Understanding complex social problems is easier when data scientists, social scientists, humanists, and other difference makers can be assembled around the same table. It also means drawing from diverse methods, theories, and perspectives.
At the Cline Center for Advanced Social Research, we’re building an innovative community of scholars who not only pursue collaborative text analytics research using our data, software, and expertise, but are deeply invested in promoting societal well-being. The Cline Center affiliates network includes faculty, students, and staff from six colleges at the University of Illinois at Urbana-Champaign and from collaborating institutions spread across five continents.
The Cline Center is a collaborative enterprise that draws faculty, staff, students, and difference-makers from the public and private sectors into interdisciplinary research projects that address real-world problems. Core staff and faculty members working in our Research Park location manage day-to-day operations involving faculty fellows, graduate fellows, research assistants, interns, and analysts. We also support collaborative projects through our network of faculty and research affiliates spanning the Urbana-Champaign campus as well as other institutions across the globe.
Here’s who is making a difference with the Cline Center.
Director Scott Althaus joined the University of Illinois faculty in 1996 with a joint appointment in the departments of Political Science and Communication. He is currently the Charles J. and Ethel S. Merriam Professor of Political Science and Professor of Communication at the University of Illinois. He is also a faculty affiliate of the School of Information Sciences, the National Center for Supercomputer Applications, the Illinois Informatics Institute, and the Institute for Computing in the Humanities and Social Sciences. Professor Althaus's research and teaching interests explore the communication processes that support political accountability in democratic societies and that empower political discontent in non-democratic societies. His interests focus on four areas of inquiry: (1) how journalists construct news coverage about public affairs, (2) how leaders attempt to shape news coverage for political advantage, (3) how citizens use news coverage for making sense of public affairs, and (4) how the opinions of citizens are communicated to leaders through collective preferences, such as the results of opinion polls, and through collective behaviors, such as civil unrest. He has particular interests in popular support for war, data science methods for extreme-scale analysis of news coverage, cross-national comparative research on political communication, the psychology of information processing, and communication concepts in democratic theory. Professor Althaus serves on the editorial boards of Critical Review, Human Communication Research, Journal of Communication, Political Communication, and Public Opinion Quarterly. His research has appeared in the American Political Science Review, the American Journal of Political Science, Communication Research, Journalism and Mass Communication Quarterly, Journal of Broadcasting & Electronic Media, Journal of Conflict Resolution, Journal of Politics, Public Opinion Quarterly, and Political Communication. His book on the political uses of opinion surveys in democratic societies, Collective Preferences in Democratic Politics: Opinion Surveys and the Will of the People (Cambridge University Press, 2003) , was awarded a 2004 Goldsmith Book Prize by the Joan Shorenstein Center on the Press, Politics and Public Policy at Harvard University, and a 2004 David Easton Book Prize by the Foundations of Political Theory section of the American Political Science Association. He was named 2014-15 Faculty Fellow at the National Center for Supercomputing Applications at UIUC, a 2004-5 Beckman Associate by the UIUC Center for Advanced Studies, and a 2003-4 Helen Corley Petit Scholar by the UIUC College of Liberal Arts and Sciences. In 2013, he was honored with a Dean's Award for Excellence in Undergraduate Teaching from the College of Liberal Arts and Sciences at UIUC, and his undergraduate and graduate courses regularly appear on the university's "List of Teachers Ranked as Excellent by Their Students.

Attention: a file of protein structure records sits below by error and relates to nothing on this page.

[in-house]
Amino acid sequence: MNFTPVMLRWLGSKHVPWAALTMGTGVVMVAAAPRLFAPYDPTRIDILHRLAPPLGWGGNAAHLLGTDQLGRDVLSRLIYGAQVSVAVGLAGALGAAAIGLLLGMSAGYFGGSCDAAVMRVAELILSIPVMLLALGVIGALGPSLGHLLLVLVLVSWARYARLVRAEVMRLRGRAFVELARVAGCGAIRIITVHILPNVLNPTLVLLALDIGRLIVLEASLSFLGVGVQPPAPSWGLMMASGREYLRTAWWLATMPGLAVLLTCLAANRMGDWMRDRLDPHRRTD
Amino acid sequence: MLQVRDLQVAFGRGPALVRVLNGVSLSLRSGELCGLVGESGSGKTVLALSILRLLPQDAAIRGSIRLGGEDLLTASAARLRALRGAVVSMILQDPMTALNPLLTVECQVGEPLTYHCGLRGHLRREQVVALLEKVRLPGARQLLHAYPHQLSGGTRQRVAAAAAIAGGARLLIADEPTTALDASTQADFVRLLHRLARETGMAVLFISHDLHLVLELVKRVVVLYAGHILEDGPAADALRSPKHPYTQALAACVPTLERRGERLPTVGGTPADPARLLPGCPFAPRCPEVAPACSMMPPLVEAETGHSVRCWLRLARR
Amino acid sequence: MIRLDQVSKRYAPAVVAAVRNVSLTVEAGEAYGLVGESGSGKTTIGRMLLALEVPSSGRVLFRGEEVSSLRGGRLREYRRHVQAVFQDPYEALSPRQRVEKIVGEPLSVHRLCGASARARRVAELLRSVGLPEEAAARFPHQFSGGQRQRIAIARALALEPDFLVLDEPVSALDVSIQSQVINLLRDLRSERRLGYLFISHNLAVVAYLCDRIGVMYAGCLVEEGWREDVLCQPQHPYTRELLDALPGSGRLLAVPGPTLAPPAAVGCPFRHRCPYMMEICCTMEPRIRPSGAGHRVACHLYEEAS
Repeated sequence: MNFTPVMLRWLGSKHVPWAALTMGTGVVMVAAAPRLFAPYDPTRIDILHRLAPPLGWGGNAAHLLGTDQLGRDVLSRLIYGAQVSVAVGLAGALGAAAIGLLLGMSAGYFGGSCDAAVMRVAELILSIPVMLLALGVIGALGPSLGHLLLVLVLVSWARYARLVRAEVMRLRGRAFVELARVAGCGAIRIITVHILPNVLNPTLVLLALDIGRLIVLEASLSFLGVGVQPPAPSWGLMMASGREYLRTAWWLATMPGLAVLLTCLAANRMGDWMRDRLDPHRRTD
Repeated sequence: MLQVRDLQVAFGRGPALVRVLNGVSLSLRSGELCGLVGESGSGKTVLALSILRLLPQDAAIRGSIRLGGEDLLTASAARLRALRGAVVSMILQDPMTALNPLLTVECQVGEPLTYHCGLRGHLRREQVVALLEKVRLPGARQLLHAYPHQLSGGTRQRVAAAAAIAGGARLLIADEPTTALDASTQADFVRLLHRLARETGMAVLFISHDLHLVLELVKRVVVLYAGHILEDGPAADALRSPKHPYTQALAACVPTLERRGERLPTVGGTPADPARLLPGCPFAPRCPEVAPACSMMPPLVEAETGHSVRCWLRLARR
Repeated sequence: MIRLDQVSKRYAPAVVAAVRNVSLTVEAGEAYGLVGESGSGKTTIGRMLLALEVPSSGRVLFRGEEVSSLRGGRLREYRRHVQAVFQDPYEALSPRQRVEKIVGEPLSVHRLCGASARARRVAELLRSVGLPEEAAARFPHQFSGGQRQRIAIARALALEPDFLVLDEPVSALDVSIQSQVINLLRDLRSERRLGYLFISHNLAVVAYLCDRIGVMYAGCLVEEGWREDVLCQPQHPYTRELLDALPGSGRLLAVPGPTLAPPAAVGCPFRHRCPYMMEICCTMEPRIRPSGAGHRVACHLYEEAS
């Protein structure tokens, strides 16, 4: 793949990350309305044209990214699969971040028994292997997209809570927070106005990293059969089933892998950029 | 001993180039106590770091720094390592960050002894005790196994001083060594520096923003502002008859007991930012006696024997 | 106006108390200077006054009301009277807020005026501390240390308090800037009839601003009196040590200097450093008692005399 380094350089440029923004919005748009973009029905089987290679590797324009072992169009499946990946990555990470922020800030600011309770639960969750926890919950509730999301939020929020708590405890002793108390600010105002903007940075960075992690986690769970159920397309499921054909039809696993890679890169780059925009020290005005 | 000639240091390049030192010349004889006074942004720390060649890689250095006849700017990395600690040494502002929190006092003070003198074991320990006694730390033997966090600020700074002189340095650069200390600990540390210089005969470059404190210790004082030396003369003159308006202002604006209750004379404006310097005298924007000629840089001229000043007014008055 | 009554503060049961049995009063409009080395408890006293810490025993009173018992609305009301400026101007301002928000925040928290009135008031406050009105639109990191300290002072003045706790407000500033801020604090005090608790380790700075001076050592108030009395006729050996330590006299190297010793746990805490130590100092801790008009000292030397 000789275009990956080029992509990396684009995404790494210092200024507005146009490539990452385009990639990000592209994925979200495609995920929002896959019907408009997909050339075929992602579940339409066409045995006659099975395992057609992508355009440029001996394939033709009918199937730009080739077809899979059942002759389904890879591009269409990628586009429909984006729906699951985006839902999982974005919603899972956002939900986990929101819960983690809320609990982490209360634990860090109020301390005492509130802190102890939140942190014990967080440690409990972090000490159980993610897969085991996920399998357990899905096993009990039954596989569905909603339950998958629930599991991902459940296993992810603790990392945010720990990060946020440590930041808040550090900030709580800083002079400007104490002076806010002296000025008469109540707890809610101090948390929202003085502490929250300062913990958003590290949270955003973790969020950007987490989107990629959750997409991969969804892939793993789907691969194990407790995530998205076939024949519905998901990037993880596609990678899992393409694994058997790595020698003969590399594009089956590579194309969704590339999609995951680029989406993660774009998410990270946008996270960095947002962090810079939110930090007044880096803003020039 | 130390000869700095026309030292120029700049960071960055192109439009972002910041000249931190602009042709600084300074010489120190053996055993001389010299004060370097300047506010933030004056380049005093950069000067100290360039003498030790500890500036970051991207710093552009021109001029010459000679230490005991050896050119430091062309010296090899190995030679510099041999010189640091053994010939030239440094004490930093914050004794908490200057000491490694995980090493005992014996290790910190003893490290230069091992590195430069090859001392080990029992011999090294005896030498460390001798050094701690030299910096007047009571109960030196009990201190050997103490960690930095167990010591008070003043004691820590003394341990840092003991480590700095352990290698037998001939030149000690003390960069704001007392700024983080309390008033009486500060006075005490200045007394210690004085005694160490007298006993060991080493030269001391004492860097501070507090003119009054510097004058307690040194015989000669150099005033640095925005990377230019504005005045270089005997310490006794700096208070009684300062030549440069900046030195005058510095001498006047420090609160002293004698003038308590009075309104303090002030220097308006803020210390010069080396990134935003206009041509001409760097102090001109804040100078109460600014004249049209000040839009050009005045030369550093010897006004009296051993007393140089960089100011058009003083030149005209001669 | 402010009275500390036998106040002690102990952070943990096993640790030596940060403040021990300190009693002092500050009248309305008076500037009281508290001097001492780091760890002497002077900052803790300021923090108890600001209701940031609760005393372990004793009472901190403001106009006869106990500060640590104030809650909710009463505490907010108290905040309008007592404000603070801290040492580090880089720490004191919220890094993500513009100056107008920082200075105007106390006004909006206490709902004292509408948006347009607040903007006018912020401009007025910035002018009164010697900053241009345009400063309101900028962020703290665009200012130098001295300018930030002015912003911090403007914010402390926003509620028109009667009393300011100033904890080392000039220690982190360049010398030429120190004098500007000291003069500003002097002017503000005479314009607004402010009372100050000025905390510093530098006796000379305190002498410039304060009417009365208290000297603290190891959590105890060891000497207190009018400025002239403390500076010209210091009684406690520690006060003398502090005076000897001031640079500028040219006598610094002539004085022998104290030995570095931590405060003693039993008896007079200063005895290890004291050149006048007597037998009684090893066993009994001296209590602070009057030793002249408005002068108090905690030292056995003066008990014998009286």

Peter F. Nardulli is Professor of Political Science and Law at the University of Illinois at Urbana-Champaign, the founding Director of the Cline Center for Advanced Social Research, and the editor of a book series with the University of Illinois Press: Democracy, Free Enterprise and the Rule of Law. He has been on the faculty at UIUC since 1974 and served as department head in Political Science from 1992 until 2006. Nardulli is the author of six books on various aspects of the American legal process and empirical democratic theory; he has edited another five books. His most recent works include Popular Efficacy in the Democratic Era: A Re-examination of Electoral Accountability in the U.S., 1828-2000 (Princeton University Press, 2005); Democracy in the 21st Century: Domestic Perspectives (University of Illinois Press, 2008, editor) and Democracy in the 21st Century: International Perspectives (University of Illinois Press, 2008, editor). He has authored a number of articles in journals such at the American Political Science Review, Public Choice, Political Communication, Political Behavior and a number of law reviews. Nardulli is currently directing a global study, the Societal Infrastructures and Development Project (SID). SID uses a number of innovative methodologies to examine the impact of political, legal and economic institutions on a wide range of societal development indicators (economic growth, human rights, societal stability, environmental quality, educational attainment etc.).